California on Track to Change Rules For Tesla Gigafactory

When Californian electric automaker Tesla Motors announced its plans to build the Gigafactory — the biggest lithium-ion battery cell production and recycling facility the world has ever seen — its home state was conspicuously absent from the list of potential states the 1,000 acre site could be located.

Despite not being on the original short-list, California is doing everything it can to encourage Tesla to build its Gigafactory there.

Despite not being on the original short-list, California is doing everything it can to encourage Tesla to build its Gigafactory there.

The reasons given for this at the time were California’s notoriously tough environmental regulations and regulatory red tape — but now it appears Tesla might be able to built a Gigafactory in California thanks to a bipartisan bill rapidly making its way through state Senate.

Haunted by a history of heavy pollution, smog and unbelievably poor air quality, modern-day California has some of the most stringent environmental protection regulations in the United States. Covering everything from the car you can drive to the construction of new homes, shops and factories, California’s environmental red tape often means it can take businesses years to obtain the necessary paperwork needed to build a new factory, something which initially put Tesla Motors [NASDAQ:TSLA] off even considering California as a host state for its Gigafactory.

That’s because Tesla, in order to bring its promised mass-market ‘affordable’ third-generation electric car to market by 2017 has to be producing lithium-ion battery cells in the kind of quantities only the Gigafactory can sustain. If it was going to take California months or even years to approve Tesla’s Gigafactory plans, Tesla knew it wouldn’t have the factory up and running in time to hit that 2017 production goal. As a consequence, Tesla’s original short list of potential Gigafactory States read as follows: Arizona, New Mexico, Texas and Nevada.

Senate Bill SB-1309, introduced earlier this year to the Senate as one which required urgent attention, sought to enact legislation “to expedite groundbreaking and construction in California of a large-scale battery factory to manufacture batteries for both electric-vehicle and stationary uses.”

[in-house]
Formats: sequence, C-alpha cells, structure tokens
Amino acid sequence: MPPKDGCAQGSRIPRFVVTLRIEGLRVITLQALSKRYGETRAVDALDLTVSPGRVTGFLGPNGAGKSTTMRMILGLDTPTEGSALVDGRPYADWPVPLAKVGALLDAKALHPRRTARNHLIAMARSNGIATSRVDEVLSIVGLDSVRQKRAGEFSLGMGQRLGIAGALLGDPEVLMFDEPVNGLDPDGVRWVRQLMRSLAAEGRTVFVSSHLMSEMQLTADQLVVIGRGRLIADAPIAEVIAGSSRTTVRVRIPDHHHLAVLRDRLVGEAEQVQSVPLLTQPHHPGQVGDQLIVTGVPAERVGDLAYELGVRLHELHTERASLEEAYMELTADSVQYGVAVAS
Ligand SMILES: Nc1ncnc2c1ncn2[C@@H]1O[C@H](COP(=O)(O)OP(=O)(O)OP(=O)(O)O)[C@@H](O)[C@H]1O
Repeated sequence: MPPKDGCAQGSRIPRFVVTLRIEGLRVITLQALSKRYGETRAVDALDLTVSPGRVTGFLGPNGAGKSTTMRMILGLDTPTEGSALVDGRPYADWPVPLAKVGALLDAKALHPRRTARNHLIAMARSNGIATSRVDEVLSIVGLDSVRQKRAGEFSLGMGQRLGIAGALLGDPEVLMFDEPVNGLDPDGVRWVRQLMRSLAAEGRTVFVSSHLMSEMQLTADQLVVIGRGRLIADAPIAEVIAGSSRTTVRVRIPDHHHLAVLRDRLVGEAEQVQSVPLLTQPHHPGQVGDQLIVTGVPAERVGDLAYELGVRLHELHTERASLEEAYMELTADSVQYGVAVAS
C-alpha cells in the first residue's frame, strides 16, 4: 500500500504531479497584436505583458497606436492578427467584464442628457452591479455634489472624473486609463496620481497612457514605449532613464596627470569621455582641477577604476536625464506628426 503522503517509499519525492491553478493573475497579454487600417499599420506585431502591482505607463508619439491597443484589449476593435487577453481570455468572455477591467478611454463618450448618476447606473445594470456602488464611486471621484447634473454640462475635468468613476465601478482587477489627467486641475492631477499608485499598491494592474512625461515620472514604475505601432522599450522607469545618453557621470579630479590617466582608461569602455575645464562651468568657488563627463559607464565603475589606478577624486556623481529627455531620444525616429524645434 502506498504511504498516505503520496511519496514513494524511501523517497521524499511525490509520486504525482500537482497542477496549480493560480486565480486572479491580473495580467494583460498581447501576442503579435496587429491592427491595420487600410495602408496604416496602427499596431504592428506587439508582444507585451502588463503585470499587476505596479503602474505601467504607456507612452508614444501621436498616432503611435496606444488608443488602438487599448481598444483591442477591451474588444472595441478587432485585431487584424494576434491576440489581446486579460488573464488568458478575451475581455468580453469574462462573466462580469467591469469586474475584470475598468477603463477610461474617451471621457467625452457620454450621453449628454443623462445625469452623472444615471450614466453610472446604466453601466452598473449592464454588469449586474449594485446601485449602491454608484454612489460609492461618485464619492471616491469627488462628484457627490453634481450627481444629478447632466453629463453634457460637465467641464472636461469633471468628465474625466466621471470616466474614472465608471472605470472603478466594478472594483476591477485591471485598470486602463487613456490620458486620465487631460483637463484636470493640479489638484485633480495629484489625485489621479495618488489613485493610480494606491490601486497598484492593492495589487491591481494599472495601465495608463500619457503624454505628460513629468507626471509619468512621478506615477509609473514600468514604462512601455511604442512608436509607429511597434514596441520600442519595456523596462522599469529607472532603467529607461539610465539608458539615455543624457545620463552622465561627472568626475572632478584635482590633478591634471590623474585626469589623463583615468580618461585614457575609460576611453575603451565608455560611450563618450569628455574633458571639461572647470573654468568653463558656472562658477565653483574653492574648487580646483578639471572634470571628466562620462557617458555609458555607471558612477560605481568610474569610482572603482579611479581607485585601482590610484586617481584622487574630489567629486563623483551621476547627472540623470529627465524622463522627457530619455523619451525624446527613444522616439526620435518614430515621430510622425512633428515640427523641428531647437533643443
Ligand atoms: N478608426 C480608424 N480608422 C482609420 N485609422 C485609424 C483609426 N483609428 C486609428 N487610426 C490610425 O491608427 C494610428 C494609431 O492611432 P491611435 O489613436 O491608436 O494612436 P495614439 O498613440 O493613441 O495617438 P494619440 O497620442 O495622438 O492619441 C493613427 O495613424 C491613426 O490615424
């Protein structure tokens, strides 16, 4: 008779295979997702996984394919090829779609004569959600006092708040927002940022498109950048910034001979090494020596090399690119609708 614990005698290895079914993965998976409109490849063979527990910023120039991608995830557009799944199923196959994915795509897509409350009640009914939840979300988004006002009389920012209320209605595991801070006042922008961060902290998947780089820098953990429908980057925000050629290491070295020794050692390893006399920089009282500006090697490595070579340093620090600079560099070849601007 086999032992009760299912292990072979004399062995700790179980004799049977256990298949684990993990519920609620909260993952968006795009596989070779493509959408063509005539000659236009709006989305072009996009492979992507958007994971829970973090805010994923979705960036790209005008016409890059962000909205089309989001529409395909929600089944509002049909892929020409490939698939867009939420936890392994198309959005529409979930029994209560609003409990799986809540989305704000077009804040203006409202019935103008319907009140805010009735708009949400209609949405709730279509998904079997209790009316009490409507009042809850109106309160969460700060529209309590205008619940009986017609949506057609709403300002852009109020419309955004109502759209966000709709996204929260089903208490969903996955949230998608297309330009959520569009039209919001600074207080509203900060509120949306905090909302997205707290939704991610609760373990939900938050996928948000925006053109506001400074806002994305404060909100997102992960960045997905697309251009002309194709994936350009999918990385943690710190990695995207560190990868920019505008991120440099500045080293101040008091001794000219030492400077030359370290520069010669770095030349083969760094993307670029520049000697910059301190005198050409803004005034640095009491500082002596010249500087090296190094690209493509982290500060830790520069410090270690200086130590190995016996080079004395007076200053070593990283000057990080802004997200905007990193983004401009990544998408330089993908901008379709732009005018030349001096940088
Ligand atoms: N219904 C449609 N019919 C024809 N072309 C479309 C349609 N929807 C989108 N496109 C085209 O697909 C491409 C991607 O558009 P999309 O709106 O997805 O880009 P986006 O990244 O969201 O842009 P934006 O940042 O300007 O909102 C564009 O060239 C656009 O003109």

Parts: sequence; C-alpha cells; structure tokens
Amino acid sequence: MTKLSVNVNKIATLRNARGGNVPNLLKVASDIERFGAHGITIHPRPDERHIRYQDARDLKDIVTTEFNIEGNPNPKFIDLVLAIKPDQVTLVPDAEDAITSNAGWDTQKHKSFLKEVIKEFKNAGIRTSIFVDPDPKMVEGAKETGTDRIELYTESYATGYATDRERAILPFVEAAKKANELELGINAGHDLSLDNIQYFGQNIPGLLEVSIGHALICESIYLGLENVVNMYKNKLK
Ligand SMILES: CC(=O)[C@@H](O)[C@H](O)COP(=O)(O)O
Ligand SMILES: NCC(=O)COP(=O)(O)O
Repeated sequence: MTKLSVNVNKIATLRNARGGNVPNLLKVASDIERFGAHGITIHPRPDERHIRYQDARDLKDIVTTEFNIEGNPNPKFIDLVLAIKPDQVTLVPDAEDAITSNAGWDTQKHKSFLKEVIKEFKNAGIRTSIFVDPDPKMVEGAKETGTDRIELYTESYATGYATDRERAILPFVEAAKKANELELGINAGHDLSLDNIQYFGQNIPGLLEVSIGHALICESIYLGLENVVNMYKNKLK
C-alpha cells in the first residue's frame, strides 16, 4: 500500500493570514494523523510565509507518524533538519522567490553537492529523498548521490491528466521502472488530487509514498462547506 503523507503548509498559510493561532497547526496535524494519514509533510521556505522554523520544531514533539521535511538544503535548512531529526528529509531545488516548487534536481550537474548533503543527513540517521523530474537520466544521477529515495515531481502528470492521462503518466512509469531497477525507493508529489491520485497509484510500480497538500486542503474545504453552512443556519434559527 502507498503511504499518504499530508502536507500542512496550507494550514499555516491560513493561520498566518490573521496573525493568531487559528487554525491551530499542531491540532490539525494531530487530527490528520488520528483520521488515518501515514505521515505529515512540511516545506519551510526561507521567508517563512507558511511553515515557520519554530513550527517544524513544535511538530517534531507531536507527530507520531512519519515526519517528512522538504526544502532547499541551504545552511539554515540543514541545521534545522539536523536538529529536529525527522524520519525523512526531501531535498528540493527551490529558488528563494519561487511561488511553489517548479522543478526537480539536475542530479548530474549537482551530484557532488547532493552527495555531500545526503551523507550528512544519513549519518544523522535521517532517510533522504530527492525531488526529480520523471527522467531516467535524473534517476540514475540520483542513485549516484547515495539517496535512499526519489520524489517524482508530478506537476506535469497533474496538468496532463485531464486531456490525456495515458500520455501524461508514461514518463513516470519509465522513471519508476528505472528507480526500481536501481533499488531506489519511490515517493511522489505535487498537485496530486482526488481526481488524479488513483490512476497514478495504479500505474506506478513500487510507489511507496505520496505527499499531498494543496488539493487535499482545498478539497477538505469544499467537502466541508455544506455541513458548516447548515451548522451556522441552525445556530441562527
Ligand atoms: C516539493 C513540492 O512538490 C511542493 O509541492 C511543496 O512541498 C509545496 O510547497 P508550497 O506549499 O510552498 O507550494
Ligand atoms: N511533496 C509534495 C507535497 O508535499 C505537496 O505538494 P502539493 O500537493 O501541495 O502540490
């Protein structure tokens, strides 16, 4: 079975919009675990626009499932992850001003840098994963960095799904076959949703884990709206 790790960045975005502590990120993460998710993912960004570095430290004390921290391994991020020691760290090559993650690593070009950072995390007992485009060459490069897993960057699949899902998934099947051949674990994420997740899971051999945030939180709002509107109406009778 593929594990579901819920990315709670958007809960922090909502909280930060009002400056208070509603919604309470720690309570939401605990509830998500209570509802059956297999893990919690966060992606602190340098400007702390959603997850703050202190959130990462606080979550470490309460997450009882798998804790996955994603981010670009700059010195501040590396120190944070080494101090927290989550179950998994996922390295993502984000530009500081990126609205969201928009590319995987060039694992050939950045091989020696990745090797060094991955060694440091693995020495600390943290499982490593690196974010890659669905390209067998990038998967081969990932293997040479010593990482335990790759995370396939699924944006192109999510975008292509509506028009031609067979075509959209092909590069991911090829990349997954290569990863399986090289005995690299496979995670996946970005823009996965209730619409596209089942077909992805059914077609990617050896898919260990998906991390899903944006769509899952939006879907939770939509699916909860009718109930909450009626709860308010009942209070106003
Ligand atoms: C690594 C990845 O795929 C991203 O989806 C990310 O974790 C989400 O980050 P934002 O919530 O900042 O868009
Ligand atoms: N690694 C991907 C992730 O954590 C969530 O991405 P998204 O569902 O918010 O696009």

Read for the second time on Wednesday last week, SB-1309 has been re-referred to the Senate Committee on Rules and is expected to pass very soon.

While the bill itself seems vague, Sen. Ted Gaines (R-Roseville) and Senate President Pro Tem Darrell Steinberg (D-Sacramento) say the bill would give the state of California great latitude to make it easy for Tesla to build its Gigafactory in California.

Since Telsa's Fremont production facility is already in California, it makes sense for its Gigafactory to be there.

Since Telsa’s Fremont production facility is already in California, it makes sense for its Gigafactory to be there.

In addition to creating an additional 6,500 jobs in California, siting the Gigafactory in California would also mean that the state won’t be losing out to neighboring rival states for Tesla’s attention.

Incentives to encourage Tesla to stay in the Golden State could include tax incentives, equipment credits and most importantly, an agreement to expedite the planning and approval process for a Gigafactory under the California Environmental Quality Act.

Talking with KQED last week, Sen. Ted Gaines (R-Roseville) was clear he wanted Tesla to stay in Califronia.

“The sad story is that we create it here, and then it often moves offshore or to another state,” he said. “Texas has been famous for picking buisness out of California and I think we ought to fight.”

“The history of Tesla is right here in California,” he continued. “With the Gigafactory we are talking about another 6,500 jobs, middle class jobs, in a state that has an unemployment rate of a million and a half people.”

While Tesla CEO Elon Musk is open about the possibility of building a Gigafactory in California, he described Calfironia’s red tape as ‘complex and lengthy” last week. But, says Sen. Gaines, there are several sites now being considered as potential Gigafactory locations.

Wether Musk will announce one of them as a Gigafactory location by the end of the year however, depends on how much the Californian Senate can bend over backwards to help its most famous automaker.

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  • MEroller

    “to help its most famous automaker.”nshould readn”to help its ONLY (native) automaker.” 😉